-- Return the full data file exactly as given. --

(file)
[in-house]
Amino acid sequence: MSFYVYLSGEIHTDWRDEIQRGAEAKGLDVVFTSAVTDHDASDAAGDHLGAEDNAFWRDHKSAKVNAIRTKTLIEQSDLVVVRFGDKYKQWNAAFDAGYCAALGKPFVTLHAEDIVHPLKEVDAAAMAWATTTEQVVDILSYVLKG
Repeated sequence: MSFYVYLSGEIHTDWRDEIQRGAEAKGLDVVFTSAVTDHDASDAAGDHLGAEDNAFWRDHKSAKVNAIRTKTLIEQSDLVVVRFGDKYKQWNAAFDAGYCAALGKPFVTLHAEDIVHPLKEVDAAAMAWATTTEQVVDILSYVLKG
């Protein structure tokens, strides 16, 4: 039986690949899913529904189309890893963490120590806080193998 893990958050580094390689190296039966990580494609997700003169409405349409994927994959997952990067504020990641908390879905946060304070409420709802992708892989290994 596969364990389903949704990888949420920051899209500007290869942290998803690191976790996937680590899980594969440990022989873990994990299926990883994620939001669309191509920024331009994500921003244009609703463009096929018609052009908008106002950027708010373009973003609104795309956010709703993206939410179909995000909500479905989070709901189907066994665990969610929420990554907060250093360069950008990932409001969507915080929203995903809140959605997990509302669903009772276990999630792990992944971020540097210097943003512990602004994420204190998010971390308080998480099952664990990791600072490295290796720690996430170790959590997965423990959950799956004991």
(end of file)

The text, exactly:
[in-house]
Amino acid sequence: MSFYVYLSGEIHTDWRDEIQRGAEAKGLDVVFTSAVTDHDASDAAGDHLGAEDNAFWRDHKSAKVNAIRTKTLIEQSDLVVVRFGDKYKQWNAAFDAGYCAALGKPFVTLHAEDIVHPLKEVDAAAMAWATTTEQVVDILSYVLKG
Repeated sequence: MSFYVYLSGEIHTDWRDEIQRGAEAKGLDVVFTSAVTDHDASDAAGDHLGAEDNAFWRDHKSAKVNAIRTKTLIEQSDLVVVRFGDKYKQWNAAFDAGYCAALGKPFVTLHAEDIVHPLKEVDAAAMAWATTTEQVVDILSYVLKG
């Protein structure tokens, strides 16, 4: 039986690949899913529904189309890893963490120590806080193998 893990958050580094390689190296039966990580494609997700003169409405349409994927994959997952990067504020990641908390879905946060304070409420709802992708892989290994 596969364990389903949704990888949420920051899209500007290869942290998803690191976790996937680590899980594969440990022989873990994990299926990883994620939001669309191509920024331009994500921003244009609703463009096929018609052009908008106002950027708010373009973003609104795309956010709703993206939410179909995000909500479905989070709901189907066994665990969610929420990554907060250093360069950008990932409001969507915080929203995903809140959605997990509302669903009772276990999630792990992944971020540097210097943003512990602004994420204190998010971390308080998480099952664990990791600072490295290796720690996430170790959590997965423990959950799956004991």